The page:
The Supreme Court permitted this case to proceed against a sitting President despite the admitted threat of "litigation directed at a President in his unofficial capacity for purposes or political gain or harassment." Clinton v. Jones, 117 S.Ct. 1636, 1651 (1997). It did so in reliance on the "availability of sanctions" to thwart such abuses. Id. The plaintiff's latest filing is pure harassment and should be sanctioned in accordance with the Supreme Court's instruction.

All of the materials appended to plaintiff's Opposition to the Motion to Strike should be stricken along with the irrelevant, scurrilous attachments to plaintiff's Opposition to summary judgment.5 Striking these materials, however, cannot erase the prejudicial effect of plaintiff's recent pleadings, and will not deter plaintiff's counsel from similar conduct in the future. The Motion to Strike asked the Court for whatever further relief the Court "deems appropriate;" we respectfully submit that the events of the past few days have demonstrated that greater sanctions are appropriate. Accordingly, we ask the Court to issue an order to show cause why plaintiff's counsel should not be held in contempt for violating the Court's Orders, and to require plaintiff to file all further pre-trial papers under seal.

This Court has the authority to hold plaintiff's counsel in contempt for violation of its Orders: "A court of the United States shall have power to punish by fine or imprisonment, at its discretion, such contempt of its authority . . . as . . . (3) Disobedience or resistance to its lawful writ, process, order, rule, decree, or command." 18 U.S.C. § 401.6 See also Monterey Development Corp. v. Lawyer's Title Ins. Corp., 4 F.3d 605, 610 (8th Cir. 1993) (relying upon § 401 in affirming district court's imposition of civil contempt sanction). Plaintiff's recent filings violated a number of Court orders:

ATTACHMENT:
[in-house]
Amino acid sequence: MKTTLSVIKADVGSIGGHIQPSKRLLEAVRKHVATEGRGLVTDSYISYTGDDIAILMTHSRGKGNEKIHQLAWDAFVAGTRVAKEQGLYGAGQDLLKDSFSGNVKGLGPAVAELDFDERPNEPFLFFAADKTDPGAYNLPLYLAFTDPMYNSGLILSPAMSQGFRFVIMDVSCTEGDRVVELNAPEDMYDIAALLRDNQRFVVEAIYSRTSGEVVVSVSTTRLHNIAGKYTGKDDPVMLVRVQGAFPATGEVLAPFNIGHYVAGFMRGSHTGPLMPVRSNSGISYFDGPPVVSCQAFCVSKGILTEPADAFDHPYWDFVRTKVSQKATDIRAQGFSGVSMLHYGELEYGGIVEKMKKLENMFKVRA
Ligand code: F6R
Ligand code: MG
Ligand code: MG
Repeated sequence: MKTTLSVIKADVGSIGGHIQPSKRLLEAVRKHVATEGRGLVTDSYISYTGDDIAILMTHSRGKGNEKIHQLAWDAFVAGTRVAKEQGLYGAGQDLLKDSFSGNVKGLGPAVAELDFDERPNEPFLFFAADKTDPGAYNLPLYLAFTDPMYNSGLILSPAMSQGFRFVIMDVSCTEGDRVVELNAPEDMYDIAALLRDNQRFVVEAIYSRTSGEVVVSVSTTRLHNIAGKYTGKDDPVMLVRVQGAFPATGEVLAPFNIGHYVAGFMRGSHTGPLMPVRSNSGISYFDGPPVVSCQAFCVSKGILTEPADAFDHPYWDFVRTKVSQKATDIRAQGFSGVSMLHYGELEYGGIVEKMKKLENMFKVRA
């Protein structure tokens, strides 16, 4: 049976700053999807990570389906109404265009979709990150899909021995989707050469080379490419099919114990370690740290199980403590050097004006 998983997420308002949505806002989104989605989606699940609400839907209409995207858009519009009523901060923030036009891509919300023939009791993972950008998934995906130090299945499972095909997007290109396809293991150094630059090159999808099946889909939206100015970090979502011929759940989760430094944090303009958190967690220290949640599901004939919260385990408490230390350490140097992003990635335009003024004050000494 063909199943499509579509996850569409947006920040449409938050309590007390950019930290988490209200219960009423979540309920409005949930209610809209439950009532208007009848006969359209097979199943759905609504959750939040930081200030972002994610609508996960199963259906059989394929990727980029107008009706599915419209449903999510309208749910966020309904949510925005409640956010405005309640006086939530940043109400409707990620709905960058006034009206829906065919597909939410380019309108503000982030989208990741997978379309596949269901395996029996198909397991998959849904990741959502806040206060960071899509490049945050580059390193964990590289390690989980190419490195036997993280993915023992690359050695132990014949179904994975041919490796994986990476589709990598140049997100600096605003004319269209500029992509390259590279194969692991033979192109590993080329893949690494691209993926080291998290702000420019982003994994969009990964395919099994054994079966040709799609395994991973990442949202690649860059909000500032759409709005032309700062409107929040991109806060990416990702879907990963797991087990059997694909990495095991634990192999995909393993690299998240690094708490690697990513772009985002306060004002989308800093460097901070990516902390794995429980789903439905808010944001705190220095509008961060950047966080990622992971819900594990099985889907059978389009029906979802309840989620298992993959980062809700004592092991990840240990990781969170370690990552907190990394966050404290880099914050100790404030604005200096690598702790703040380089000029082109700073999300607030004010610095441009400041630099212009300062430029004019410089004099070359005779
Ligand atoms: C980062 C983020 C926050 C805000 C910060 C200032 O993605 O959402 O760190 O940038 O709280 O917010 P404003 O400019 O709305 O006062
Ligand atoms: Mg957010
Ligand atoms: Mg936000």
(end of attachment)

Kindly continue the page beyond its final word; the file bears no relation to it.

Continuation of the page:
(1) On October 30, 1997, this Court issued the Confidentiality Order on Consent of all Parties, which "prohibit[ed] disclosure directly or indirectly" of all matters relating to discovery in this case. Order, dated October 30, 1997 at 2 ("Confidentiality Order") . In so doing, the Court found that "the interests of all parties and the judicial system in obtaining a fair and impartial jury and a fair trial for all parties will be prejudiced if the existing pre-trial publicity concerning discovery in this matter were permitted to continue." The Court recently affirmed this precept when it denied motions by various non-parties and media entities to unseal discovery. See Memorandum and Order, dated March 9, 1998. Plaintiff's opposition to Summary Judgment and opposition to the Motion to Strike violate the Confidentiality Order by gratuitously disclosing substantial portions of discovery that were unnecessary to oppose either motion. As a result of this disclosure, the purpose of the Confidentiality Order – to preserve the parties, rights to a fair trial – has been gravely frustrated.

(2) Plaintiff violated the Court's oral order regarding the use of "Jane Doe" designations. Specifically, at an untranscribed conference call on March 10, 1998, the Court directed the parties to use the "Jane Doe" designation in any public filing that refers to any female witness who sought privacy with respect to this case. Plaintiff's counsel agreed to abide by that order in her briefs relating to summary judgment. See Ex. 3. Nonetheless, in what is the most outrageous of plaintiff's unsupported allegations, plaintiff refers to a purported rape victim, Jane Doe #5, by name. This offense is compounded by the fact that Jane Doe #5 denies plaintiff's allegation, as does the President. This irresponsible conduct has violated the privacy interests of Jane Doe #5 and grossly prejudiced President Clinton.